Philadelphia outdoor feeding ban still in limbo

Soon Philadelphia plans to enforce a ban on feeding hungry people in public parks.  City Council took testimony but it’s unclear if it will hold official hearings on the matter.

Reggie Marrow chose to put his opinions on the feeding ban into song.  For about an hour opponents urged Philadelphia City Council to reject the plan.  

Councilwoman Jannie Blackwell says it’s designed to get homeless people away from the Barnes Foundation gallery that will open next month on the Parkway — something the Nutter administration denies.  It says the plan is to move meals indoors where poor people can get other kinds of help.

Blackwell says an alternative temporary feeding site outside City Hall won’t work.

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“Feeding on the Northeast Corner and bringing porta-toilets there and having people walk block or two to eat here and then go back to the same block or two where they sleep in the streets is not realistic its not a permanent solution,” said Blackwell.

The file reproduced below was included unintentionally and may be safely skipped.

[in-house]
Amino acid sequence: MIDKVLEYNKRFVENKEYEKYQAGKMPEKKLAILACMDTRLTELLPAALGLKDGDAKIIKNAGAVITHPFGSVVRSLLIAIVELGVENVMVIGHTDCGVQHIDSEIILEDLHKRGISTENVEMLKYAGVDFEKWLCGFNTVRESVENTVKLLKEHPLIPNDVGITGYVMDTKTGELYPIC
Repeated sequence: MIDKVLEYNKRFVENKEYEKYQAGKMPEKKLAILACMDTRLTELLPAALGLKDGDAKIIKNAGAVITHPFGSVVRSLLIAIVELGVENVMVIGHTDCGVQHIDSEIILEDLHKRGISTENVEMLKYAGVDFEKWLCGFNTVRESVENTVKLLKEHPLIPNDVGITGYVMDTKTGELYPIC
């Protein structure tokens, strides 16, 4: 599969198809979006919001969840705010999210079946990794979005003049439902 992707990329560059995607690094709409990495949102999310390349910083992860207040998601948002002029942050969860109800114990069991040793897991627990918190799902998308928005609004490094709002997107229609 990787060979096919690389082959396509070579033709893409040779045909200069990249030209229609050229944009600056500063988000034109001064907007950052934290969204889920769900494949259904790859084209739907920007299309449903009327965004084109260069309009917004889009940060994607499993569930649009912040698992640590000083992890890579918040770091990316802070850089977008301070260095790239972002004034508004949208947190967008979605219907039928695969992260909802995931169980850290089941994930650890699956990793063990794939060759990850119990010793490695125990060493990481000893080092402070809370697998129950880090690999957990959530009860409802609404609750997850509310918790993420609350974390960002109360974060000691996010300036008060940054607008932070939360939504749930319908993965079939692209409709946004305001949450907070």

School children, ministers and others who feed the hungry testified, including Shawn Lainey, who is homeless himself.

“Quite a few of the homeless do not feel comfortable in a church setting or a shelter. to stop serving food on the parkway would put them at a great disadvantage,” said Lainey.

Brian Jenkins of Chosen 300 ministries says his group will violate the ban if it is imposed.

“So if you ban public feeding what happens is a lot of people will go hungry and it stimulates crime and aggressive panhandling and a lot of things the city does not need,” said Jenkins.  “These people need help they need hope, but more importantly they need food and it is our responsibility as a community to make sure they will receive that food.”

A spokesman for Mayor Michael Nutter says Philadelphia still has to hold another public hearing on the ban before it can take effect, and it has not been scheduled.

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